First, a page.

Sister of Mercy Laura Della Santa, superintendent of schools for the Diocese of Burlington, said it is important to have a Catholic preschool in as many areas of the state as possible. "It plants the seeds of faith, love and knowledge of Jesus that we hope the children will continue to develop," she said.

For more information about St. Edward's Preschool, call (802) 873-4570.
  • Published in Diocesan

'Beloved Date Night' series brings couples together, strengthens marriages

Peter and Claire Curtice agree that marriage fluctuates among phases of romance, disillusionment and joy, lasting from about 10 minutes to years before moving into one of the other phases.

Though in a joy phase, the parishioners of Mater Dei Parish in the Northeast Kingdom are attending the Beloved Date Night series at St. Edward the Confessor Church in Derby Line.

The 12-part series takes place six times a year for two years, and during the third session, they spoke about their marriage, saying that even after 43 years, they still work on it. "It's a lifelong process," Mrs. Curtice said. "We change as people."

Date Night gives them a chance to focus on themselves as a couple, said the parents of three and grandparents of eight. "It helps us make the choice to put each other and our relationship first," she added.

There are 14 couples – of different ages and backgrounds – that attend. Preceded by the 6 p.m. parish Saturday Mass, Date Night continues with a potluck candlelight dinner at 7 and then a Beloved DVD presentation and discussion about the joys and challenges of married life.

The Beloved program helps couples discover the meaning of their marriage, how their marriage fits into an eternal story, the truth about the bonds and commitment of love, God's plan for true spiritual and physical intimacy, how to communicate and resolve conflict, the importance of healing and forgiveness and tools for protecting their marriage.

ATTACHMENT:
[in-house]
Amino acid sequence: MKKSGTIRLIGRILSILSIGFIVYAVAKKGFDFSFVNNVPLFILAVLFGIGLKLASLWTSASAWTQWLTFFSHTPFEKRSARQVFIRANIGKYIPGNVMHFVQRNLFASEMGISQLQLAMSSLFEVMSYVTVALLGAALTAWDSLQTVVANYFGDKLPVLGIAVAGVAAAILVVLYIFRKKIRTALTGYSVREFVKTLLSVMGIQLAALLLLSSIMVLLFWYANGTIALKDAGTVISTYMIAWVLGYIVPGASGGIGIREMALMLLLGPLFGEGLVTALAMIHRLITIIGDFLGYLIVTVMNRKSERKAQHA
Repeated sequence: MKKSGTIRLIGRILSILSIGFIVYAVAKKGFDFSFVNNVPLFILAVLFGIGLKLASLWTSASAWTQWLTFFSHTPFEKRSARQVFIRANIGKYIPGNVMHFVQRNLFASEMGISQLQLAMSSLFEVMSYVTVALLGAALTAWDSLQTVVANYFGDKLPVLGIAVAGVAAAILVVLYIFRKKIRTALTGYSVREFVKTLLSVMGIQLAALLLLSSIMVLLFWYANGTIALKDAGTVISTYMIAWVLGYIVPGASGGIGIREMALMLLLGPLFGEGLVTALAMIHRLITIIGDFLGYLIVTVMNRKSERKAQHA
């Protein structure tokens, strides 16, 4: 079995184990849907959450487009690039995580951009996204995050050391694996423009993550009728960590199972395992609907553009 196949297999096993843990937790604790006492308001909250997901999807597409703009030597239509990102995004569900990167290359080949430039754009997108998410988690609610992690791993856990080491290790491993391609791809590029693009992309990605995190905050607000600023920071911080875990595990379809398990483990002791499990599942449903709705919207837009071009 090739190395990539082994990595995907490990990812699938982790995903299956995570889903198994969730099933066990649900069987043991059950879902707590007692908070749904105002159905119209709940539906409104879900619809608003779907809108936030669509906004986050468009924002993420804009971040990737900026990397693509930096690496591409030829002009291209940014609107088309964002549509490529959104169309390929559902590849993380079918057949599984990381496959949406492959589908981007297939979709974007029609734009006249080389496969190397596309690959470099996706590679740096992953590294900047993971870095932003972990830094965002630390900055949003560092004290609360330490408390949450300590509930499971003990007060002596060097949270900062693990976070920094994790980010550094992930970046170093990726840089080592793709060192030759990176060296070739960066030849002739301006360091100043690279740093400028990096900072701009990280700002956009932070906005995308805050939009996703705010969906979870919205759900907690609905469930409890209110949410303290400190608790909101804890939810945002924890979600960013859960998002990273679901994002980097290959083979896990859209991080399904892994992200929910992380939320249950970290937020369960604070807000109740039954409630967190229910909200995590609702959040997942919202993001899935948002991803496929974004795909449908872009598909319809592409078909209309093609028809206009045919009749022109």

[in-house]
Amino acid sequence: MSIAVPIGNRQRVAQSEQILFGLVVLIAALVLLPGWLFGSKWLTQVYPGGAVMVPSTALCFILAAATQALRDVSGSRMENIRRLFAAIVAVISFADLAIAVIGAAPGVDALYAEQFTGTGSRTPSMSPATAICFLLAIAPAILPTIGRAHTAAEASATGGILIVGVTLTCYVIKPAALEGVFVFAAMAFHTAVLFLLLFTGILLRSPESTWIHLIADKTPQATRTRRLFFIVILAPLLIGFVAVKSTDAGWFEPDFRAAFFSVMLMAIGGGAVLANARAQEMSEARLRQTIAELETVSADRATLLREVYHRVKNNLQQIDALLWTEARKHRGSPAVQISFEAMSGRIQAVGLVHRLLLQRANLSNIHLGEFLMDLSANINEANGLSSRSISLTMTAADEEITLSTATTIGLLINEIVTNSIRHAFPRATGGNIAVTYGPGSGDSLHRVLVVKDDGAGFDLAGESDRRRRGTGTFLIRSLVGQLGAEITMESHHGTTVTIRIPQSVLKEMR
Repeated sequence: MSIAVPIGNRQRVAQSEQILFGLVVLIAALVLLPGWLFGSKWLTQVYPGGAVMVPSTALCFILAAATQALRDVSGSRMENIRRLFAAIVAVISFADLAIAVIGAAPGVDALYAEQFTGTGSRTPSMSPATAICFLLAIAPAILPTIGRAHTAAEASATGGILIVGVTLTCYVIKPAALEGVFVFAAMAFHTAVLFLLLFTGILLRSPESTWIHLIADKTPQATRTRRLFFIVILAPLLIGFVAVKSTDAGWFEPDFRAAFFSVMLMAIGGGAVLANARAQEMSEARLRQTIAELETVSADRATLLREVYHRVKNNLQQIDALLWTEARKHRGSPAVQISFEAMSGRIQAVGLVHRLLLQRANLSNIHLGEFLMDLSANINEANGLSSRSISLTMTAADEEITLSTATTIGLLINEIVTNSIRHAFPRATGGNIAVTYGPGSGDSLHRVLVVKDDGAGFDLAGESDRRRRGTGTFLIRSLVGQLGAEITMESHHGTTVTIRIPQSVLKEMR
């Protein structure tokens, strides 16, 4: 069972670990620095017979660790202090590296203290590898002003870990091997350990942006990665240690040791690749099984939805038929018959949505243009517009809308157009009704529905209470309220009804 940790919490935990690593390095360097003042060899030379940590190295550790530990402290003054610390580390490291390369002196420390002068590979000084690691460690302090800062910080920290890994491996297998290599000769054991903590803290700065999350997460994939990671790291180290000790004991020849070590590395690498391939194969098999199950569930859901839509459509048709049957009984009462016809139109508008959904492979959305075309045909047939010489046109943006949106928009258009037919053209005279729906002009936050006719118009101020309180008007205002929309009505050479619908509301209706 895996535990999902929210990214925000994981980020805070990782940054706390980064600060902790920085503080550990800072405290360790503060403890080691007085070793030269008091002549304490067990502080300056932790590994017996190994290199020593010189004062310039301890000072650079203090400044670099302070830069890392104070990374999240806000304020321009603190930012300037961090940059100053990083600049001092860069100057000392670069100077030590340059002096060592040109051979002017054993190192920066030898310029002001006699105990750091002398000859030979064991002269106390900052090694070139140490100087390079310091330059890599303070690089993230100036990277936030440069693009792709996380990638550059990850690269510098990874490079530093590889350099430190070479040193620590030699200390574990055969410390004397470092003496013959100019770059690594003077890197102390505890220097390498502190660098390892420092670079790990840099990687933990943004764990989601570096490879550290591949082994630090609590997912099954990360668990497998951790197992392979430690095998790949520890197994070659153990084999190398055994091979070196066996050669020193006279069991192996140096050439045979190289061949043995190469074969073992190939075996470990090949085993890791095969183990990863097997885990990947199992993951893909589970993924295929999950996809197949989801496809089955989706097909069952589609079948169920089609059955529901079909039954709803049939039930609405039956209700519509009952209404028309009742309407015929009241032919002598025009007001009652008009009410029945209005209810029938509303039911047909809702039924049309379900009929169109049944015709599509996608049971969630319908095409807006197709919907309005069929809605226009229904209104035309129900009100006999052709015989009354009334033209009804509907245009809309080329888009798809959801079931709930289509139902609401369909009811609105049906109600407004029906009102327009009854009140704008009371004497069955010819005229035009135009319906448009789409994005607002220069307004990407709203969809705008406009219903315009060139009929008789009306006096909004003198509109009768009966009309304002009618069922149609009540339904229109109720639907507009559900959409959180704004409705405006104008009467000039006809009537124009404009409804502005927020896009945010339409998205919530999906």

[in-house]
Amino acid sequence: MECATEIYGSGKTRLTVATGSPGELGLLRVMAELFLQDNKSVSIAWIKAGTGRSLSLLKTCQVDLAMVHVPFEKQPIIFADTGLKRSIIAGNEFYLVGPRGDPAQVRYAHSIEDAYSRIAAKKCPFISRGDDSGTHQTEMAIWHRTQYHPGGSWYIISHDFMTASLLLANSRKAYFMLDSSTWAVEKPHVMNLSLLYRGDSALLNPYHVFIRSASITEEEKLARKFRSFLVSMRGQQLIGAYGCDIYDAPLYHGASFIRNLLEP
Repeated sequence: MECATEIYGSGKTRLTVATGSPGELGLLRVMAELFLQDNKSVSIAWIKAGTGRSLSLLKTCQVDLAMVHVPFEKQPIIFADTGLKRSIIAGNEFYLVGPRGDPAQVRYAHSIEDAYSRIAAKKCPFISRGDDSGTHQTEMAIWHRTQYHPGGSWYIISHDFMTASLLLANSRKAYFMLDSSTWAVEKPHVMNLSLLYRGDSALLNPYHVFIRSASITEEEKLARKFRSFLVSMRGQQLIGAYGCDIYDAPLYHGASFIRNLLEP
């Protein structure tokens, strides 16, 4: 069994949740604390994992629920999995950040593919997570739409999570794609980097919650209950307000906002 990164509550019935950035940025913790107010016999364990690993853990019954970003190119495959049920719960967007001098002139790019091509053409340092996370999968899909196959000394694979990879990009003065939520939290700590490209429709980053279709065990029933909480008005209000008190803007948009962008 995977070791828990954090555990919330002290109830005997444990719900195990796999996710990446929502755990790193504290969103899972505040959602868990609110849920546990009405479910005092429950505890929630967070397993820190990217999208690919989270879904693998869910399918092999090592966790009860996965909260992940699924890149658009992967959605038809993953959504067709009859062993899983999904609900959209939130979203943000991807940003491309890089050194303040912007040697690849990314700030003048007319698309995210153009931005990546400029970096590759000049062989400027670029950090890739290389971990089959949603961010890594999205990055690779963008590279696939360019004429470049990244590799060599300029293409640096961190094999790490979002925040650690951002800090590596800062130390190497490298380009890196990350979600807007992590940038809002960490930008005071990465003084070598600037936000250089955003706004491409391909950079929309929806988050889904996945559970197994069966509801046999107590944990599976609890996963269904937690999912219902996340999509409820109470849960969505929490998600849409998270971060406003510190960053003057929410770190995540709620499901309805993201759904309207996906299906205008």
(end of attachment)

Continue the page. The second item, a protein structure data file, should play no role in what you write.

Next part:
It explores Scripture, tradition and Church teaching to bring God's plan for their marriage alive.

Steve and Ann Gonyaw facilitate Beloved Date Night for their parish; she is also the director of the family faith formation program. Because the Church offers various programs for marriage preparation and few for married couples, she saw the need for the Beloved program. "We need to provide support for marriage, to strengthen them [because there are so many] life challenges," she said. "There is a need to refresh, revitalize" marriage.

The parents of two who have been married for 15 years, the Gonyaws appreciate the perspectives on married life offered by couples married for many years and a few years all in the Catholic environment of the parish program.

Topics this year are marriage through salvation history, the importance of marriage, the meaning of sacrificial love, total gift of self, the sacramental bond and challenges marriages face.

The second year's topics will focus on practical conflict resolution and communication to build deeper unity and protect the bond of marriage.

Cheryl and Andre Lefebvre have been married for 38 years and have three children and four grandchildren. "We're all on the same page" about marriage at the Date Nights, she said. "Our marriages are important to us."

Dr. Chuma Ezenwa and his wife, Chinelo, had been thinking about participating in a marriage program when they heard about Beloved Date Night. "It was providential," he said with a smile.

Married for eight years with four children, he described today's world as one that "kind of takes oxygen away from marriage," so the program is "a way to get fresh air" and re-energizes, reinvigorates and refreshes marriages.

And the church setting helps couples stay focused on the marital relationship as a sacrament, Mrs. Ezenwa said.

Nathan and Regina St. George agreed. Married for four years with one child and one on the way, they are new to the parish but enjoy getting to know other couples and sharing the same faith values and focus on family and spouse. "We have a greater appreciation of marriage and married life" thanks to Beloved Date Night, Mrs. St. George said.

After viewing a DVD that emphasized that marriage is meant to mirror God's love and that individual marriages are part of God's plan for salvation, the couples engaged in small group discussion and then spread throughout the parish center to talk privately, spouse to spouse.

"Our society has lost the concept of (marriage) being a permanent choice," Mr. Curtice lamented during a group discussion. That's why the grace of the sacrament of matrimony is so important.

Mr. Gonyaw said marriage is "so big and wonderful and hard, and it is a total commitment. You can't do it without grace."
  • Published in Diocesan